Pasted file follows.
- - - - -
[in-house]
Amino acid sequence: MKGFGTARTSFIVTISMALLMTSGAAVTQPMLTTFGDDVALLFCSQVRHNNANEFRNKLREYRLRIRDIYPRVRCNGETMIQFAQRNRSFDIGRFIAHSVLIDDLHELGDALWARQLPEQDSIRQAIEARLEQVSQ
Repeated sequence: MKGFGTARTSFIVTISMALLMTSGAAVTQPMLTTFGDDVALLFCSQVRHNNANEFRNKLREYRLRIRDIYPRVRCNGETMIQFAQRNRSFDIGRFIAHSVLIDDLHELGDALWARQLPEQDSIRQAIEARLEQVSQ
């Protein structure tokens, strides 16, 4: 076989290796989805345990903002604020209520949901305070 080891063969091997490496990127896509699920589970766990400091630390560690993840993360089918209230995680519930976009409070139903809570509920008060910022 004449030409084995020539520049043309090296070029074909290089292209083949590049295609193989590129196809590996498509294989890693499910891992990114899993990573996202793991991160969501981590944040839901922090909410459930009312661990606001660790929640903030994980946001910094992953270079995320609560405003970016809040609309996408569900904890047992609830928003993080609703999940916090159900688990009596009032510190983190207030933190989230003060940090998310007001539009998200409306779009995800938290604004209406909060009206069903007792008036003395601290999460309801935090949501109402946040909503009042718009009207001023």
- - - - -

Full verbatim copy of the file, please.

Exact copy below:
[in-house]
Amino acid sequence: MKGFGTARTSFIVTISMALLMTSGAAVTQPMLTTFGDDVALLFCSQVRHNNANEFRNKLREYRLRIRDIYPRVRCNGETMIQFAQRNRSFDIGRFIAHSVLIDDLHELGDALWARQLPEQDSIRQAIEARLEQVSQ
Repeated sequence: MKGFGTARTSFIVTISMALLMTSGAAVTQPMLTTFGDDVALLFCSQVRHNNANEFRNKLREYRLRIRDIYPRVRCNGETMIQFAQRNRSFDIGRFIAHSVLIDDLHELGDALWARQLPEQDSIRQAIEARLEQVSQ
């Protein structure tokens, strides 16, 4: 076989290796989805345990903002604020209520949901305070 080891063969091997490496990127896509699920589970766990400091630390560690993840993360089918209230995680519930976009409070139903809570509920008060910022 004449030409084995020539520049043309090296070029074909290089292209083949590049295609193989590129196809590996498509294989890693499910891992990114899993990573996202793991991160969501981590944040839901922090909410459930009312661990606001660790929640903030994980946001910094992953270079995320609560405003970016809040609309996408569900904890047992609830928003993080609703999940916090159900688990009596009032510190983190207030933190989230003060940090998310007001539009998200409306779009995800938290604004209406909060009206069903007792008036003395601290999460309801935090949501109402946040909503009042718009009207001023």